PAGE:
Sunday, March 4, 2012

San Fernando Cathedral: San Antonio

San Fernando Cathedral in San Antonio, Texas, 
is the oldest cathedral in the U.S., the oldest standing church building in Texas, and the seat of the archbishop of the Archdiocese of San Antonio. The church was begun by 15 families from the Canary Islands in March 1731 when they arrived at the Presidio of San Antonio. They had been sent as a result of a recommendation by King Phillip V of Spain to establish a civil settlement to prevent an incursion by the French. It was built between 1738, when the cornerstone was laid, and 1750 and named after King Ferdinand III of Castile who ruled during the 13th century. 
The original walls still stand today, 
forming the sanctuary, the area around and behind the altar. 
For us, it was particularly interesting because of its connection with the Battle of the Alamo. The Alamo is about a half-mile away. In 1836, General Santa Ana hoisted a flag of no quarter (refusing to spare their lives if they surrendered) from the church tower which began the siege. It is now the resting place (at least arguably) 
for the remains of Davy Crockett, William B. Travis and Jim Bowie who were killed during the siege. 
Charred bones, nails and shreds of uniforms were unearthed during renovation in 1936 and the remains of the defenders of the Alamo were purported to have been buried under the sanctuary railing by Colonel Juan Seguin who took control of the Alamo after Texas won independence. The church was also visited by Zebulon Pike in 1808 when he was exploring the lands of the Louisiana Purchase. The baptismal font is believed to be a gift from Charles III, who became King of Spain in 1759.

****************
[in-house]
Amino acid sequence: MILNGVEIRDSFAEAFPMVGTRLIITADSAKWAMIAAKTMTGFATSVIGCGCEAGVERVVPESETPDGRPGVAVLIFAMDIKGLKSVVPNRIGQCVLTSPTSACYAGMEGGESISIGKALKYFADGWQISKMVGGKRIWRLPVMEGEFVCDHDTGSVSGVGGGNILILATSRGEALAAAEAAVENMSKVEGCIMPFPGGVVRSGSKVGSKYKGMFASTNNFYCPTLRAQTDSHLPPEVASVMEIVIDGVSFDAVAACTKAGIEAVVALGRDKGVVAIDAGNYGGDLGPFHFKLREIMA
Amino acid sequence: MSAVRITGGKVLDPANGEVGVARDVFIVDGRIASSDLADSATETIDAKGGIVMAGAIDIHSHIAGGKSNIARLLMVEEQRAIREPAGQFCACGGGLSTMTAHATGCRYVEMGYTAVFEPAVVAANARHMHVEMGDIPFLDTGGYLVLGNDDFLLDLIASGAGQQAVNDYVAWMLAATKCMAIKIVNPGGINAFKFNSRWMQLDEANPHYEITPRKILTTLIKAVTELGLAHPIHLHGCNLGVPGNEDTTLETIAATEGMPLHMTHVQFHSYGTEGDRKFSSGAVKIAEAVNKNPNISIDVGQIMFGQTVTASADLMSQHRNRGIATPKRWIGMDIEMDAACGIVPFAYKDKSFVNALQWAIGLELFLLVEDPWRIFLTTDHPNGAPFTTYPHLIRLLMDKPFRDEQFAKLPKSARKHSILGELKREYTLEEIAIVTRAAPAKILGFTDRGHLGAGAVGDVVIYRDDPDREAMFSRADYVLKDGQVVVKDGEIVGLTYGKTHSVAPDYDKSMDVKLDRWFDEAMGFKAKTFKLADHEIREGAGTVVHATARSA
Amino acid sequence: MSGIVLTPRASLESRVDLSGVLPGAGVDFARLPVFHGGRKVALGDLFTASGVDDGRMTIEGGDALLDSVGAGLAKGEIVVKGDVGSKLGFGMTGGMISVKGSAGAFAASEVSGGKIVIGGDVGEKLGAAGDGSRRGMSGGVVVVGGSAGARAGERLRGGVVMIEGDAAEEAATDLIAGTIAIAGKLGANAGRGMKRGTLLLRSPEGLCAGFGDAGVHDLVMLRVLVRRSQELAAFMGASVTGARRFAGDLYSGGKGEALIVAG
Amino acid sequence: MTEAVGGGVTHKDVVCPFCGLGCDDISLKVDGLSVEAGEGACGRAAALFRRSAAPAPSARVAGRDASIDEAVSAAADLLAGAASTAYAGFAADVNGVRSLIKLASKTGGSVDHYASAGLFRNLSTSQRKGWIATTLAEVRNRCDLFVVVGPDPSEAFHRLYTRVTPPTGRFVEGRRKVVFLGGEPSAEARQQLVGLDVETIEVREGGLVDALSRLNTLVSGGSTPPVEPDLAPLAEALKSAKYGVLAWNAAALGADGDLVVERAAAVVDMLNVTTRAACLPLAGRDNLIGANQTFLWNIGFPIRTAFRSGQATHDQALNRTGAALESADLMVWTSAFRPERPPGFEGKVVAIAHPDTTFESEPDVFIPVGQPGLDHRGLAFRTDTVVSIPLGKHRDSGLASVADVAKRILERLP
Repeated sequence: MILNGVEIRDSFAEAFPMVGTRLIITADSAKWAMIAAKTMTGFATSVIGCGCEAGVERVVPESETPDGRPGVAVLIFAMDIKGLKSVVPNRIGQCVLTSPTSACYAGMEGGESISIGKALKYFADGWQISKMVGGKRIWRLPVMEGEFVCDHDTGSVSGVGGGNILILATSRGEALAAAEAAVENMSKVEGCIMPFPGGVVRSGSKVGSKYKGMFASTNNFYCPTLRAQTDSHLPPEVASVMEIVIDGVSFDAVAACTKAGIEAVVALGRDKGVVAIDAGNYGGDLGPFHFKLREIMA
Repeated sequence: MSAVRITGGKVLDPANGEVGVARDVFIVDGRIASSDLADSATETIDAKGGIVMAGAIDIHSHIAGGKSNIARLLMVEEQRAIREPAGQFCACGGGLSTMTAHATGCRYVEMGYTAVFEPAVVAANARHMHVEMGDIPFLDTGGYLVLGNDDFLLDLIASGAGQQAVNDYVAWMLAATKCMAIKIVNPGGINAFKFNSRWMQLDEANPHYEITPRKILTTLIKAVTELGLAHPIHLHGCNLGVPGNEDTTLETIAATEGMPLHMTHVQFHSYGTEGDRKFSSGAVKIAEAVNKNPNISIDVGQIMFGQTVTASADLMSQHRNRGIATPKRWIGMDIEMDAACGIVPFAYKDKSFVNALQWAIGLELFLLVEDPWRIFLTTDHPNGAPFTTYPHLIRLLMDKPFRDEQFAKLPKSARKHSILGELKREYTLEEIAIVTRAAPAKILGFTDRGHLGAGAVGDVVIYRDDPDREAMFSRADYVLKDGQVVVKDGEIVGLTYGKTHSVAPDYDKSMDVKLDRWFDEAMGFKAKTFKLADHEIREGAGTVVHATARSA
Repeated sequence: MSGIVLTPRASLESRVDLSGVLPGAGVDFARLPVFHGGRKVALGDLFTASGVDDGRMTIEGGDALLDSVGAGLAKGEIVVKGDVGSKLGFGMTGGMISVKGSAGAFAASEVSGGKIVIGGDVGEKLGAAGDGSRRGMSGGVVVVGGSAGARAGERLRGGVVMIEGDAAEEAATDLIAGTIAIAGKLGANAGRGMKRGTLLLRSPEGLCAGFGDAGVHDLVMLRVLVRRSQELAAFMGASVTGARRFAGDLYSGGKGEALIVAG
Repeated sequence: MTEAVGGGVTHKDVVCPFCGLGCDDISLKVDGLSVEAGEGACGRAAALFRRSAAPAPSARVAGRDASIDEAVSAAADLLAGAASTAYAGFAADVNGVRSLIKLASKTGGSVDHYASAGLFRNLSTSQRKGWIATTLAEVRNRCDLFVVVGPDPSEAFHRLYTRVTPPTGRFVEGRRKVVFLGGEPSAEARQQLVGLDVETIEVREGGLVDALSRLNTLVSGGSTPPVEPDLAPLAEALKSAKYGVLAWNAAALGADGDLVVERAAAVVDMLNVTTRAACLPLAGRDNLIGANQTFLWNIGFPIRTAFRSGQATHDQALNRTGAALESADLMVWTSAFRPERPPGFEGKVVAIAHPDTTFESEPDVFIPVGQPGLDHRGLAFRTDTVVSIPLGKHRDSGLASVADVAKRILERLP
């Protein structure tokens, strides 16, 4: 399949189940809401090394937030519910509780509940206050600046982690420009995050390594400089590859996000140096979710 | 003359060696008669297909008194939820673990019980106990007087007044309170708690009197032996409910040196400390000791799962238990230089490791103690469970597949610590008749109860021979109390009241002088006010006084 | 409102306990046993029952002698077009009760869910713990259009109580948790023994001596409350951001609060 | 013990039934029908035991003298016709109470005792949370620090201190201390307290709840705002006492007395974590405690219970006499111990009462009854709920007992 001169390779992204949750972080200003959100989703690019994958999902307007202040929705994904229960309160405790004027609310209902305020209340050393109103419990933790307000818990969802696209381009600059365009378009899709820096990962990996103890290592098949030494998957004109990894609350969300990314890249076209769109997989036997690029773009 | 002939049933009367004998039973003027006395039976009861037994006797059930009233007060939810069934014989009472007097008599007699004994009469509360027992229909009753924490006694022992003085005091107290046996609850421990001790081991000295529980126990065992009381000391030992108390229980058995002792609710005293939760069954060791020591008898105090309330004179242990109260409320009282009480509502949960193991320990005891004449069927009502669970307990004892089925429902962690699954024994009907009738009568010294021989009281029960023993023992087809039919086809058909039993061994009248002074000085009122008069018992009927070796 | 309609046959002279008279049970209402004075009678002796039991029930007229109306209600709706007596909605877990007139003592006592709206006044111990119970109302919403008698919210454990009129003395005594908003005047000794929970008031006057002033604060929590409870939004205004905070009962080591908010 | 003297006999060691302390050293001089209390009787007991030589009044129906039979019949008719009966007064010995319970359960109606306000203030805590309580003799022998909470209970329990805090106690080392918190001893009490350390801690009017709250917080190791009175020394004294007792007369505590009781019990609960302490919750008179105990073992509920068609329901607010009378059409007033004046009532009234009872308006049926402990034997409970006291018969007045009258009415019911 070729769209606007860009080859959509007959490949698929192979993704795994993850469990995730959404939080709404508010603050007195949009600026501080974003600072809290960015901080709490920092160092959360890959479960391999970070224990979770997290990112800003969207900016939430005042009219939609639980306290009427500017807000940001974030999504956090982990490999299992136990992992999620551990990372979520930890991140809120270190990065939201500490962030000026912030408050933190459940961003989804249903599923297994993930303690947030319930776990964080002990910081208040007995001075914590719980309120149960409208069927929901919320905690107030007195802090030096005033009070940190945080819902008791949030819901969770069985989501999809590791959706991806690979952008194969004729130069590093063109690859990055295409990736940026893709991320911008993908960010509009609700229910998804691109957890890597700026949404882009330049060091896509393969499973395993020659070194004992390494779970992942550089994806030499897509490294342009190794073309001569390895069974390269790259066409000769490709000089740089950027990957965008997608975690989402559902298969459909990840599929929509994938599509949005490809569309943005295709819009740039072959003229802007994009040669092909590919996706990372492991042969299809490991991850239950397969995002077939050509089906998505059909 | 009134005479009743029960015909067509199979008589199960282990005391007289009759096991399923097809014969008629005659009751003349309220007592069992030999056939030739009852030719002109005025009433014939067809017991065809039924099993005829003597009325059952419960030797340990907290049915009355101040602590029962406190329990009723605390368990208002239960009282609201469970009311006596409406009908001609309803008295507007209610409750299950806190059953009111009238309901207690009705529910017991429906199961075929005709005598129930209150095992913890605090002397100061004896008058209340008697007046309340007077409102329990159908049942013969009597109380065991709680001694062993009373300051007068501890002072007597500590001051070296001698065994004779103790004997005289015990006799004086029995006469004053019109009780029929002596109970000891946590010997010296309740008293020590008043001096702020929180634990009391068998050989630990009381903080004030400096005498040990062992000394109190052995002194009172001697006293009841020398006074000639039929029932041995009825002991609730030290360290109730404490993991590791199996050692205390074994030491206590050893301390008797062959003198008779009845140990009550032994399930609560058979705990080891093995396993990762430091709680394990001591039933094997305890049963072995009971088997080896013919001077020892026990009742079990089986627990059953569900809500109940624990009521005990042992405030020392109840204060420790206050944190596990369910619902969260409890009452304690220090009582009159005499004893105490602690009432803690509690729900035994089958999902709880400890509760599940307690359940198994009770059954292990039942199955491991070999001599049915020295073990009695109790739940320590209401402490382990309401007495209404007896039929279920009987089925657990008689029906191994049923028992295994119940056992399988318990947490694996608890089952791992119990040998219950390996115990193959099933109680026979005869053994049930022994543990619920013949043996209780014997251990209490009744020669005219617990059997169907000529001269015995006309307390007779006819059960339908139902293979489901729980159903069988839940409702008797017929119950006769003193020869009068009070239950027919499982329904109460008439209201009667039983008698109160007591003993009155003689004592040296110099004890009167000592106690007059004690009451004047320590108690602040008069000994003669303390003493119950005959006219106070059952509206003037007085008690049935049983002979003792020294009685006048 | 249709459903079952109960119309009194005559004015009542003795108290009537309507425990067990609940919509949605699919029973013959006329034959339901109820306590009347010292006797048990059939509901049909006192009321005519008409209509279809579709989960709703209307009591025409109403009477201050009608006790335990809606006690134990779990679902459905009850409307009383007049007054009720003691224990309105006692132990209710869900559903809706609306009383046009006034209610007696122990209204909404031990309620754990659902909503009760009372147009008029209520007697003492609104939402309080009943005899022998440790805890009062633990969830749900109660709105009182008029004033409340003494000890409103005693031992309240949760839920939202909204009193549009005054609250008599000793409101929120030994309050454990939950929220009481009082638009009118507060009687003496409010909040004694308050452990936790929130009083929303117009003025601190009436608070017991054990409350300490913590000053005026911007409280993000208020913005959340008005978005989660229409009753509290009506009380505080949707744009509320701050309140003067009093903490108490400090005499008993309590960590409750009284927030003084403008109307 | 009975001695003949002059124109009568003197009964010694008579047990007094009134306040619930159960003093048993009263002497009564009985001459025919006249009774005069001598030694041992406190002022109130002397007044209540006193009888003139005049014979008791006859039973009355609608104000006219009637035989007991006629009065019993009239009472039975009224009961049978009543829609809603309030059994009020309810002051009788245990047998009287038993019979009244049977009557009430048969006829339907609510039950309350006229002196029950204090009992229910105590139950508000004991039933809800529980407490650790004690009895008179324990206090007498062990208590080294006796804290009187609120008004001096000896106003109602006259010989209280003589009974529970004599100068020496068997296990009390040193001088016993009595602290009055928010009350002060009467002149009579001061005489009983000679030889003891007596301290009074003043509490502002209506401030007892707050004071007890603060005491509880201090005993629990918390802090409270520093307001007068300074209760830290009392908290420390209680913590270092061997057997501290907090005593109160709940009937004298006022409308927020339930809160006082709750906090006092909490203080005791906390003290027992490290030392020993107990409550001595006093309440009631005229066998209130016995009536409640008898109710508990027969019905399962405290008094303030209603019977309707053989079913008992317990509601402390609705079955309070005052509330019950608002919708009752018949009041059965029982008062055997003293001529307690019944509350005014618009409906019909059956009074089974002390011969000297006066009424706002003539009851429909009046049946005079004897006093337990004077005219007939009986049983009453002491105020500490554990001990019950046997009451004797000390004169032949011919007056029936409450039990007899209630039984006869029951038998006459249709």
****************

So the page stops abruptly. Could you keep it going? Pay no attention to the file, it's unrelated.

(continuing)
The original tower, the front of the church and the eastern wall were torn down in 1868 to renovate it as a French Gothic building. 
The work was completed in 1873. This was in preparation for its naming as a cathedral for the diocese of San Antonio by Pope Pius IX in 1874. 
The church now has two towers and three portals. The stained glass windows were added in 1920. 
Pope John Paul II visited the cathedral in 1987 during the only visit of a pope to Texas. We visited on a Saturday morning during a baptismal service and were very pleasantly surprised for how welcome we were made to feel, despite the service going on, as we were encouraged to enter. I was uncomfortable intruding the service, not wanting to disrupt it, and after a few minutes we left to visit elsewhere and returned later after the service was finished. Looking back toward the front of the church.
I particularly loved a statue of Mary 
standing on a pedestal supported by young angels.
A statue of Jesus.
The church is beautifully lit at night. I love the reflection of the light, below, in the puddles left by rain earlier in the day.
The lighting highlights some of the interesting architectural details.
From the back with the original walls in the foreground.
The ribbed side.
I think San Antonio may be the most beautiful city at night we've ever seen. In addition to the beautiful cathedral, the spectacular Bexar County Courthouse, with its beehive dome, is across the street, 
the Tower Life building with the Texas flag flying overhead, 
and the stunning Alamo with the appropriately lit sign of the Crockett Hotel looming above it in the air. 

1 comment:

  1. Great pictures, and really interesting info. Let's go back. You can wander through the architecture, and I'll eat German chocolate cake.